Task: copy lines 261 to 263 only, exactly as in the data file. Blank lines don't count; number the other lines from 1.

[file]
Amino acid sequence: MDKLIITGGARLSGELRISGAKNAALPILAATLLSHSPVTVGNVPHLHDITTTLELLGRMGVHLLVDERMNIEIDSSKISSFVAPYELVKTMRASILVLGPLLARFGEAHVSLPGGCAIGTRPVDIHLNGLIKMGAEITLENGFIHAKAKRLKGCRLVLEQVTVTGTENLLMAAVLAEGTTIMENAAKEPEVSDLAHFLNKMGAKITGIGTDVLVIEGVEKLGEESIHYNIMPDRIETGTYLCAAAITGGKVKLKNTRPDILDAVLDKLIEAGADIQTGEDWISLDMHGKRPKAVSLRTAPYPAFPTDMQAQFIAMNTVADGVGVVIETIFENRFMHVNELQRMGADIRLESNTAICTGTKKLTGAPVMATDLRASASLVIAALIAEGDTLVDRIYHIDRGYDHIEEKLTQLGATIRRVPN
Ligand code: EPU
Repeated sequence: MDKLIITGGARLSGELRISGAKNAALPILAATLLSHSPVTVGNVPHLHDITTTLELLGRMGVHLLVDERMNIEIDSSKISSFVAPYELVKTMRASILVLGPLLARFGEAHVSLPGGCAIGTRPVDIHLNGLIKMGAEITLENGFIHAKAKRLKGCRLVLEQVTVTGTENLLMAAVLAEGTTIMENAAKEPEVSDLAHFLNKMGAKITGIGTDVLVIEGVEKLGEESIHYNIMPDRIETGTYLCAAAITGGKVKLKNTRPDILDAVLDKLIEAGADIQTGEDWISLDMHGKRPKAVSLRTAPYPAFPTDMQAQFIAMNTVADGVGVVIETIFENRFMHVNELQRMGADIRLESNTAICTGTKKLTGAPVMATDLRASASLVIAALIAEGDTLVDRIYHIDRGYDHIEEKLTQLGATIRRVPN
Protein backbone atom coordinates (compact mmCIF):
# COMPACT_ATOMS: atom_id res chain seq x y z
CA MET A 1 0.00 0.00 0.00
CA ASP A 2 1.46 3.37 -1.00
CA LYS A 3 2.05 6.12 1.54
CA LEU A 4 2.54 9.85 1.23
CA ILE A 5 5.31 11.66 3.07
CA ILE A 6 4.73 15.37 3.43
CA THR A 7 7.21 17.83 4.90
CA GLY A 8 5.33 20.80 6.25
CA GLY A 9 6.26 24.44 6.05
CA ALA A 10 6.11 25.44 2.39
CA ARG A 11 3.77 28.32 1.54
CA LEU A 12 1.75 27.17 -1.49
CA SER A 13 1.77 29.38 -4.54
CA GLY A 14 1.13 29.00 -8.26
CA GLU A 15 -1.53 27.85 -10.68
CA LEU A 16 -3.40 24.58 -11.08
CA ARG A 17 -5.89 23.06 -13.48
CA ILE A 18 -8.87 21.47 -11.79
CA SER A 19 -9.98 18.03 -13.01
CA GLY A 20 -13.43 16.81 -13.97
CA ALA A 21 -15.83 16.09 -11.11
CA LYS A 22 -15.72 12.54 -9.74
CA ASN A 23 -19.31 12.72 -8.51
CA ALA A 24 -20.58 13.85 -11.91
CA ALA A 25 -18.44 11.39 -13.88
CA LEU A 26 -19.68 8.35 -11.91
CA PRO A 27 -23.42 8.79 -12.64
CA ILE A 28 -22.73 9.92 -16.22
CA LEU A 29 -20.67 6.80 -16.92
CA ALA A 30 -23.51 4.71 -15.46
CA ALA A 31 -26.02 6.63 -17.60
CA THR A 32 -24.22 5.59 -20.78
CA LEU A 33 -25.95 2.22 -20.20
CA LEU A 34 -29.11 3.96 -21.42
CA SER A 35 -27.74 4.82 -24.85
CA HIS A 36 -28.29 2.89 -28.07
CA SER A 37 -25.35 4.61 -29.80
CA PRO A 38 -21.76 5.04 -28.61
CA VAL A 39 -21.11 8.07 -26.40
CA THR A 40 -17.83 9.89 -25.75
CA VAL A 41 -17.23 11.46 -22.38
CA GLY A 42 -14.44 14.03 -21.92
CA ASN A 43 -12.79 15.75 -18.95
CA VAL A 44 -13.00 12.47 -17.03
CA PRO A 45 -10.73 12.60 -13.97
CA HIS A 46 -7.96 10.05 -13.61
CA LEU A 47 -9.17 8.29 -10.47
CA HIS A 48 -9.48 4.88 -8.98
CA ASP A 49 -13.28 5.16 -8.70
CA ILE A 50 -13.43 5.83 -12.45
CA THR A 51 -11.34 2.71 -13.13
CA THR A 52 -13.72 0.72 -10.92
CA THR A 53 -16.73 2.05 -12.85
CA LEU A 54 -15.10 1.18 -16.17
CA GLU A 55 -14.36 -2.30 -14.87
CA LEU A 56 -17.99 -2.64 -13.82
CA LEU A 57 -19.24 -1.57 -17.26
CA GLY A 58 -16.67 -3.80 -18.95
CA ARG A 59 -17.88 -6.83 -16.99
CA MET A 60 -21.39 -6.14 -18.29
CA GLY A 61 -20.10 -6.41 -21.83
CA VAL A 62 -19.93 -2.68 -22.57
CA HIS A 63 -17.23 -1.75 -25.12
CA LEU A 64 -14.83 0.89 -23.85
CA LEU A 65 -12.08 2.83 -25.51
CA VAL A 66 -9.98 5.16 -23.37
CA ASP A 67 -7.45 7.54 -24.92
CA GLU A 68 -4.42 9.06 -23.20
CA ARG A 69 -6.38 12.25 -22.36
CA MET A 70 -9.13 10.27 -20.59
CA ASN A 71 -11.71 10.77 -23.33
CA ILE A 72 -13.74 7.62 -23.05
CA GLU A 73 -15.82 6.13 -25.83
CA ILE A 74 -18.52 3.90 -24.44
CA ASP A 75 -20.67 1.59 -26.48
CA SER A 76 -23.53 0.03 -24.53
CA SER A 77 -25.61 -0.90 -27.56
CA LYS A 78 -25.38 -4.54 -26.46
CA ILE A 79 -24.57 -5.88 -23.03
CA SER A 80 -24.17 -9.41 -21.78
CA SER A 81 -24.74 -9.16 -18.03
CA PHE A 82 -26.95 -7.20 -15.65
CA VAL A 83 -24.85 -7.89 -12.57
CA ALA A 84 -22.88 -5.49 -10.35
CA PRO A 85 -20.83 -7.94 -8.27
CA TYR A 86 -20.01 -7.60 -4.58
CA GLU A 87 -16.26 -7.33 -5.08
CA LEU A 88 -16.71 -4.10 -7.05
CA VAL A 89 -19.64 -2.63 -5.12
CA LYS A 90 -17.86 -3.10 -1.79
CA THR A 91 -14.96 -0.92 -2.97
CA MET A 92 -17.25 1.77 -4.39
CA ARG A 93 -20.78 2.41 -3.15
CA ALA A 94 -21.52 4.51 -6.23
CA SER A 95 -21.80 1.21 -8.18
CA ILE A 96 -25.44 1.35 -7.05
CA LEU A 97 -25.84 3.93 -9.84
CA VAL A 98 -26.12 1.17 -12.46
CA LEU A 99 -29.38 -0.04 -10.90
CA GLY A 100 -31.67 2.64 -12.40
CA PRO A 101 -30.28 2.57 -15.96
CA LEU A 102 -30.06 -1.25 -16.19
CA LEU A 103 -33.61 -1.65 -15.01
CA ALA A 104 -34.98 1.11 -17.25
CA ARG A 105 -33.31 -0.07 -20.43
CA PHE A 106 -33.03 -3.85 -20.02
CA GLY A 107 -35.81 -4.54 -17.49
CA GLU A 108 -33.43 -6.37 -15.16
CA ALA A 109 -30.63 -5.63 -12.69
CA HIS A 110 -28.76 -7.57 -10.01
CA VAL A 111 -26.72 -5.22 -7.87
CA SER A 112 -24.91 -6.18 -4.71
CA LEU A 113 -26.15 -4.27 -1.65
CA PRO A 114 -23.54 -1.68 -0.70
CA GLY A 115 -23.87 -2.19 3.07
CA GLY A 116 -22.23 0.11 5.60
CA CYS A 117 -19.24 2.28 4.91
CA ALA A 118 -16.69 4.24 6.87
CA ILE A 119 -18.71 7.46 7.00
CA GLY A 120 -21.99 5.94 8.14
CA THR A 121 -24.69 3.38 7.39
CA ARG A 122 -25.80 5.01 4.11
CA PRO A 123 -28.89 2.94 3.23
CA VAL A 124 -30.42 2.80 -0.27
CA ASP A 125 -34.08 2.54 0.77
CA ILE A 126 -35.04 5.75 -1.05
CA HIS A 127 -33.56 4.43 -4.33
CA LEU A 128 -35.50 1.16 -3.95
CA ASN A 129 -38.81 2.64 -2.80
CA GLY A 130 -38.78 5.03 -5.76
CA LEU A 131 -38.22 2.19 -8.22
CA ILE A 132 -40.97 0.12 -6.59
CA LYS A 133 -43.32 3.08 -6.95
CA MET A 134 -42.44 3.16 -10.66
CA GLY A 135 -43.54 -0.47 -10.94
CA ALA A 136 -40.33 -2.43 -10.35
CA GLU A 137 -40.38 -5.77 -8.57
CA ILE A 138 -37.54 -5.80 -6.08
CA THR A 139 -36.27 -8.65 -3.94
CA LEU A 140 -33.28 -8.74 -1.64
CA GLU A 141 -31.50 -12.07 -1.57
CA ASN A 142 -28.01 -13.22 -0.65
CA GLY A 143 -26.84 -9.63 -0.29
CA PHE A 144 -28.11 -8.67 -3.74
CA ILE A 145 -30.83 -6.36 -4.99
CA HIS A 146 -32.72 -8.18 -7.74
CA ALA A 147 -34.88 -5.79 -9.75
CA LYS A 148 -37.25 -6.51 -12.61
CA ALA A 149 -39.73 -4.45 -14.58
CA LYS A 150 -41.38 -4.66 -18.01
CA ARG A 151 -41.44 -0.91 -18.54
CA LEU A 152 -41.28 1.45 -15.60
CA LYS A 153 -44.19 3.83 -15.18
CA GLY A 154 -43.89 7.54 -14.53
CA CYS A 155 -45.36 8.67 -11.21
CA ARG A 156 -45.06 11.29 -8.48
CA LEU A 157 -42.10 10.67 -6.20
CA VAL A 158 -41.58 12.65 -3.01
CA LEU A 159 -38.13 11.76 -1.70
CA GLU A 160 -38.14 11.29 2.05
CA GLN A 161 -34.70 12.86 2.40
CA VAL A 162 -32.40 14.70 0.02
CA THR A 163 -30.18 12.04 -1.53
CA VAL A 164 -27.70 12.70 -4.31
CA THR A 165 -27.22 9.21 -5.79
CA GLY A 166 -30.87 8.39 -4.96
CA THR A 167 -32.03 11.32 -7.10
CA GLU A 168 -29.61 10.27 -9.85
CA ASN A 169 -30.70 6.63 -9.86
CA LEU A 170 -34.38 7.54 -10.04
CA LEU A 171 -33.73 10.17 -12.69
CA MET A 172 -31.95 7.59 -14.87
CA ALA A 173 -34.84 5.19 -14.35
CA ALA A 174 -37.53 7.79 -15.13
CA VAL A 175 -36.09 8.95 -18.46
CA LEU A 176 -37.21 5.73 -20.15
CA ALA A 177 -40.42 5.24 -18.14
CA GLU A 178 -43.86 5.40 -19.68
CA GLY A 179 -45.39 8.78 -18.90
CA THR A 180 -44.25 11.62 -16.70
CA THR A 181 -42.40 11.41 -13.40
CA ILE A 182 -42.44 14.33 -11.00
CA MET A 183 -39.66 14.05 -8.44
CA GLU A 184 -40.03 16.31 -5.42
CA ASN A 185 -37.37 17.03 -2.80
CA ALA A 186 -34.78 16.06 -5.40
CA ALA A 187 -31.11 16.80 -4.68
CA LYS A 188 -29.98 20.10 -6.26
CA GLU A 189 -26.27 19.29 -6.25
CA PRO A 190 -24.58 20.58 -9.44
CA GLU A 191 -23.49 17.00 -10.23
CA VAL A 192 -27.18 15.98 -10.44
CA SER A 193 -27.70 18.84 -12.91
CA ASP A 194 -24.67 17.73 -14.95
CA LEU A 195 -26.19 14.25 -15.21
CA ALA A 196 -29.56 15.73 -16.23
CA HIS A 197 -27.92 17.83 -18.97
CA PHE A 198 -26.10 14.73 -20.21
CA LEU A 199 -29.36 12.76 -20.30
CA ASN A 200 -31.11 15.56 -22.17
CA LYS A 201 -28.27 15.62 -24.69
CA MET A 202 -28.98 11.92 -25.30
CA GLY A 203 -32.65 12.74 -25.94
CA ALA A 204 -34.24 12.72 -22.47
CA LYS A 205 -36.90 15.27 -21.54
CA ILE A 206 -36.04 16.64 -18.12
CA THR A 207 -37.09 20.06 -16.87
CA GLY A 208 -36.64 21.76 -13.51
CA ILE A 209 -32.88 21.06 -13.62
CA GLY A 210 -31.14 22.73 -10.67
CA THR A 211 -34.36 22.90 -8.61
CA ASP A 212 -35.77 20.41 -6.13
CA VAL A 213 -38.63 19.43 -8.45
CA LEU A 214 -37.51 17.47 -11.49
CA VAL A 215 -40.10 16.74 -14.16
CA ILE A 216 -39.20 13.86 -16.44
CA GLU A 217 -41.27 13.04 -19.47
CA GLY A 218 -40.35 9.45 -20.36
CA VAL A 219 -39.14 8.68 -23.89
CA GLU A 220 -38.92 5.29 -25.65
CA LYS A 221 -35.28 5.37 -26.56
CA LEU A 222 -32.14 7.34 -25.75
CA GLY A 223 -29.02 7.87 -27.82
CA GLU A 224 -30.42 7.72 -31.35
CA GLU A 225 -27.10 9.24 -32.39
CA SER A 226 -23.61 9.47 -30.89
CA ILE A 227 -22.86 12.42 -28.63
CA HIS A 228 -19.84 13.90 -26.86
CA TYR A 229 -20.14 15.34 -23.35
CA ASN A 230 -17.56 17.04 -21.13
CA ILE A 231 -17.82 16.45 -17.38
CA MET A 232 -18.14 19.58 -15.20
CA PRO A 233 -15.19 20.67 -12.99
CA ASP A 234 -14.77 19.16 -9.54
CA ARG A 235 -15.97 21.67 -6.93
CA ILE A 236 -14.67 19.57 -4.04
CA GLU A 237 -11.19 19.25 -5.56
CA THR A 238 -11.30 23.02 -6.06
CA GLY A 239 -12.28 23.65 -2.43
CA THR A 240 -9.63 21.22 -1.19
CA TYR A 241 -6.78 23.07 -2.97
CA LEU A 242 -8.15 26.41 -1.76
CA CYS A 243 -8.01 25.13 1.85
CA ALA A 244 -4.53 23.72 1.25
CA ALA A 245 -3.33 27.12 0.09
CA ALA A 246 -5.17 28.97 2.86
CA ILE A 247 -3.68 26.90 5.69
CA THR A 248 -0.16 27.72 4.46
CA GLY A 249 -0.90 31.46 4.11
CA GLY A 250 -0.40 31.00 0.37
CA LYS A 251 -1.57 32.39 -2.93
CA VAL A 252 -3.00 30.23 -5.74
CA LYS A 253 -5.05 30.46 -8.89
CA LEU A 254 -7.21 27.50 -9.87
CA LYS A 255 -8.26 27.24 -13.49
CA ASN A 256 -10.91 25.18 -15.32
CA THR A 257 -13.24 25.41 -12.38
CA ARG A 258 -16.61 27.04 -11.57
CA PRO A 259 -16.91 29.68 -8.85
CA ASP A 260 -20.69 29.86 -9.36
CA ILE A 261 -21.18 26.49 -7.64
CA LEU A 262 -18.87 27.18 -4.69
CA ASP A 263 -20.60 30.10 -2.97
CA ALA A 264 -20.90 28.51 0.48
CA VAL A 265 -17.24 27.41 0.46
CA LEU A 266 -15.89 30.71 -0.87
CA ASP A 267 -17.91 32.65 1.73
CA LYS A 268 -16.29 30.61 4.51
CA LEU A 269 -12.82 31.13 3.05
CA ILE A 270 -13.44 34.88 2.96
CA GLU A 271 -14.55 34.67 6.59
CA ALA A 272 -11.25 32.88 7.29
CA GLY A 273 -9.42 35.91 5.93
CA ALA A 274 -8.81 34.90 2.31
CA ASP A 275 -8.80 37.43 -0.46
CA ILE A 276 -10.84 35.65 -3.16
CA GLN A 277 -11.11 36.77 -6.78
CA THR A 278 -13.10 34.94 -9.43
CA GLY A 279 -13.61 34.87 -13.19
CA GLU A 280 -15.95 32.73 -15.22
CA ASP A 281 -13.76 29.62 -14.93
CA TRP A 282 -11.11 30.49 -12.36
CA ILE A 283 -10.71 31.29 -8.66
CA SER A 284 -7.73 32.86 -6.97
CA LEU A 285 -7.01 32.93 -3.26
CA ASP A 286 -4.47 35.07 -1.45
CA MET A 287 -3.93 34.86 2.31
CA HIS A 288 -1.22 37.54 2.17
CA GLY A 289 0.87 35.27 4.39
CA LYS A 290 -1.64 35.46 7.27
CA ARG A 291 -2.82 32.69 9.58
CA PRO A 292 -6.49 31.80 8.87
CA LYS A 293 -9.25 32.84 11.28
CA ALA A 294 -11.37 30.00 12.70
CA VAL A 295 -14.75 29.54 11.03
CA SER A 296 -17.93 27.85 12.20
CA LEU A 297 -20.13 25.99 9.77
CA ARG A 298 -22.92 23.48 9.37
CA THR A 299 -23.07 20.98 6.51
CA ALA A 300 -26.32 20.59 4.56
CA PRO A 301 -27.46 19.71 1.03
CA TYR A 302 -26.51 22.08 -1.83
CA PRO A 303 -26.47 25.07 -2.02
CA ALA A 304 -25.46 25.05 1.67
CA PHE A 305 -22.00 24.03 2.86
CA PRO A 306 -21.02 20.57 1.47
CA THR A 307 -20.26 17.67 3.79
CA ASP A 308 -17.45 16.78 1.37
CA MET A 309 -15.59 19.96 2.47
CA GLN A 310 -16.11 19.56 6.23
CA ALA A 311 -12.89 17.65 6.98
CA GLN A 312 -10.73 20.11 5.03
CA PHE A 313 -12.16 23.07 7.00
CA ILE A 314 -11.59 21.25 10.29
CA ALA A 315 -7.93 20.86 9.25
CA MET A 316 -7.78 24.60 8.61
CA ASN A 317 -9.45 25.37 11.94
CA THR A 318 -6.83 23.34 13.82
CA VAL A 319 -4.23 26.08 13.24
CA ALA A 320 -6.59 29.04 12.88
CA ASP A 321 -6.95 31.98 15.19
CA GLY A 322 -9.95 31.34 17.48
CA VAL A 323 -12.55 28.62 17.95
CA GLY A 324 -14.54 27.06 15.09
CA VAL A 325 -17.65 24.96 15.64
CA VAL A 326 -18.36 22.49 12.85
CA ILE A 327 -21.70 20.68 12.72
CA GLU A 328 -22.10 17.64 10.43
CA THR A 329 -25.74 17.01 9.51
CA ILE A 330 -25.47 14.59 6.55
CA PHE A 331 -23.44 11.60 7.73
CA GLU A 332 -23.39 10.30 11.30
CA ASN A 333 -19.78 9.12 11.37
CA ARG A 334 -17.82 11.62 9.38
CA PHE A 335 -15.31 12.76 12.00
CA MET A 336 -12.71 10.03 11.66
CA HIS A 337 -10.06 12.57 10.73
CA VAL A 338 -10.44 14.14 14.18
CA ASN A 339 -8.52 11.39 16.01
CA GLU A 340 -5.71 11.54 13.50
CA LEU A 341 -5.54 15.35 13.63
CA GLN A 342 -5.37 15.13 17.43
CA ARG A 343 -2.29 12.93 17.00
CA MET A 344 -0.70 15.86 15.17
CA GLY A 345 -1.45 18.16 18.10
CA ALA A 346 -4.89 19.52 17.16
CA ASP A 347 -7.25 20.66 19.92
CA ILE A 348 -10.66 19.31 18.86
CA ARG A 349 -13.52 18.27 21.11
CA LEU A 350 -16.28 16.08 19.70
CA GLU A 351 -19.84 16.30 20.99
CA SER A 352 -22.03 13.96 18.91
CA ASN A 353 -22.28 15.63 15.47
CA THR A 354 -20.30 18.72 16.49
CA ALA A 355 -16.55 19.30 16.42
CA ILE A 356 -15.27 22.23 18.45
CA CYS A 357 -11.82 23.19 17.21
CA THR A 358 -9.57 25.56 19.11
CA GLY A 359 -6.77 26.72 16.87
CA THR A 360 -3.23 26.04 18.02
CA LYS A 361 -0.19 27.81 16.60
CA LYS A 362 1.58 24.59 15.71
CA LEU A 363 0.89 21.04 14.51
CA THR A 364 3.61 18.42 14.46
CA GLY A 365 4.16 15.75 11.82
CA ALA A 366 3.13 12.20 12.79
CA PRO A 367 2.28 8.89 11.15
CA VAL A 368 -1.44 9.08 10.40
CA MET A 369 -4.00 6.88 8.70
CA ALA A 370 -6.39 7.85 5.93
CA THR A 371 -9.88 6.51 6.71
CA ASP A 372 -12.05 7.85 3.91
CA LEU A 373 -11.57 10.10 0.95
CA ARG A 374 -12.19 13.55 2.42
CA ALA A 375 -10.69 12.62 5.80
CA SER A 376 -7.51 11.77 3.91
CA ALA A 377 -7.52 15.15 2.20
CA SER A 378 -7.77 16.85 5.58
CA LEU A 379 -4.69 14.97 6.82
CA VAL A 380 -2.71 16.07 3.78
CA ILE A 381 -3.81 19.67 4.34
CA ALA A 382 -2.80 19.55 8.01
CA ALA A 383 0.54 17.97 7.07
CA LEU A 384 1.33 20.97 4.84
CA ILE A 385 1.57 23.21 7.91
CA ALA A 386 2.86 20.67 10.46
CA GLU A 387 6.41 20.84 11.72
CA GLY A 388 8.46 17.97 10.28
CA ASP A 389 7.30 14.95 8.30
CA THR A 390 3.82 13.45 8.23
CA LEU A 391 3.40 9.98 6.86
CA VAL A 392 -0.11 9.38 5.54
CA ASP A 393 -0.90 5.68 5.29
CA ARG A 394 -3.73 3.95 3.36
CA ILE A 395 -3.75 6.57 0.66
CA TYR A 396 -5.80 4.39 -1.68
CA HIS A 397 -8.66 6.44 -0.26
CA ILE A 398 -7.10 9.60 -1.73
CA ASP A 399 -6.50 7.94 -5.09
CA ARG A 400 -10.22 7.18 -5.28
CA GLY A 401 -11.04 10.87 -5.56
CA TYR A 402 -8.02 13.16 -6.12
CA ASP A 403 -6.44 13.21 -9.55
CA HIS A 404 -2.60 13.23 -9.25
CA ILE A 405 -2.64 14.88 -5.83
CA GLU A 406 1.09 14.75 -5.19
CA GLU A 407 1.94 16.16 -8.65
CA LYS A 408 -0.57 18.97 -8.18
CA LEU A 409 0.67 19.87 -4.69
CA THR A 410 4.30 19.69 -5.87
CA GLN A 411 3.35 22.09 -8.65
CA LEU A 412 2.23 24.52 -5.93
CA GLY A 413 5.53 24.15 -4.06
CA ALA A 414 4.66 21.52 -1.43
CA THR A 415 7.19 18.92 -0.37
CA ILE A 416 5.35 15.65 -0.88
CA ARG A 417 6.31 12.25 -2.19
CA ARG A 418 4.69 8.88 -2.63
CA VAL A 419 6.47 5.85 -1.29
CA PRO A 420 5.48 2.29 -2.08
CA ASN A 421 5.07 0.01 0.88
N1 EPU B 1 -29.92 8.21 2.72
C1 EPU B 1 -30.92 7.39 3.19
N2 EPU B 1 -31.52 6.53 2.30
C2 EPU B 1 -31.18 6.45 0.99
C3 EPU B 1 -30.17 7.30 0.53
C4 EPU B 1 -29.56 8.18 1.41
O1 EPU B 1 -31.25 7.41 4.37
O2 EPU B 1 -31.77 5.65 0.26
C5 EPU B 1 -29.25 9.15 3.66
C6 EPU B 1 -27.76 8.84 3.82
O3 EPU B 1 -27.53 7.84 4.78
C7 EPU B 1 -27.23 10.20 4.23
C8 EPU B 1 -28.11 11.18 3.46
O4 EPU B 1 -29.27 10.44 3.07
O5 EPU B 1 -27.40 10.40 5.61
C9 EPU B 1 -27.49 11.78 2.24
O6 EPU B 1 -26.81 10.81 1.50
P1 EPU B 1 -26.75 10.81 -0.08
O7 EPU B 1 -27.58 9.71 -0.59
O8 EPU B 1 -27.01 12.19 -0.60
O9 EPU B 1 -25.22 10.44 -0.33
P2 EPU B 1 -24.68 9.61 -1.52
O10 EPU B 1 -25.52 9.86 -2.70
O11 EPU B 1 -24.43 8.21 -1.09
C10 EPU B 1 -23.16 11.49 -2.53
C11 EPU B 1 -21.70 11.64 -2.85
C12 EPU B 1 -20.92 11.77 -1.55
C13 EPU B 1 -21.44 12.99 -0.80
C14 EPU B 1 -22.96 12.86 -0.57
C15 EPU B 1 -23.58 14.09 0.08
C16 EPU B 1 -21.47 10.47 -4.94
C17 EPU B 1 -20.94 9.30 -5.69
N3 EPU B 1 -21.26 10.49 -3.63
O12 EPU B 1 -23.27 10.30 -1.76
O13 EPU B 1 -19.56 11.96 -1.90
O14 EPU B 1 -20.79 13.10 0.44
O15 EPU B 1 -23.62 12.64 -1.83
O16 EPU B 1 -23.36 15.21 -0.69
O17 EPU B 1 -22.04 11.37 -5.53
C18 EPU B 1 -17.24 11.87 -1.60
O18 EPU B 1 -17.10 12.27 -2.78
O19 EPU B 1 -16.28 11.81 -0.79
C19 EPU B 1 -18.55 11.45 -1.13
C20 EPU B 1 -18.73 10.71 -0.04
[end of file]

CA ASN A 256 -10.91 25.18 -15.32
CA THR A 257 -13.24 25.41 -12.38
CA ARG A 258 -16.61 27.04 -11.57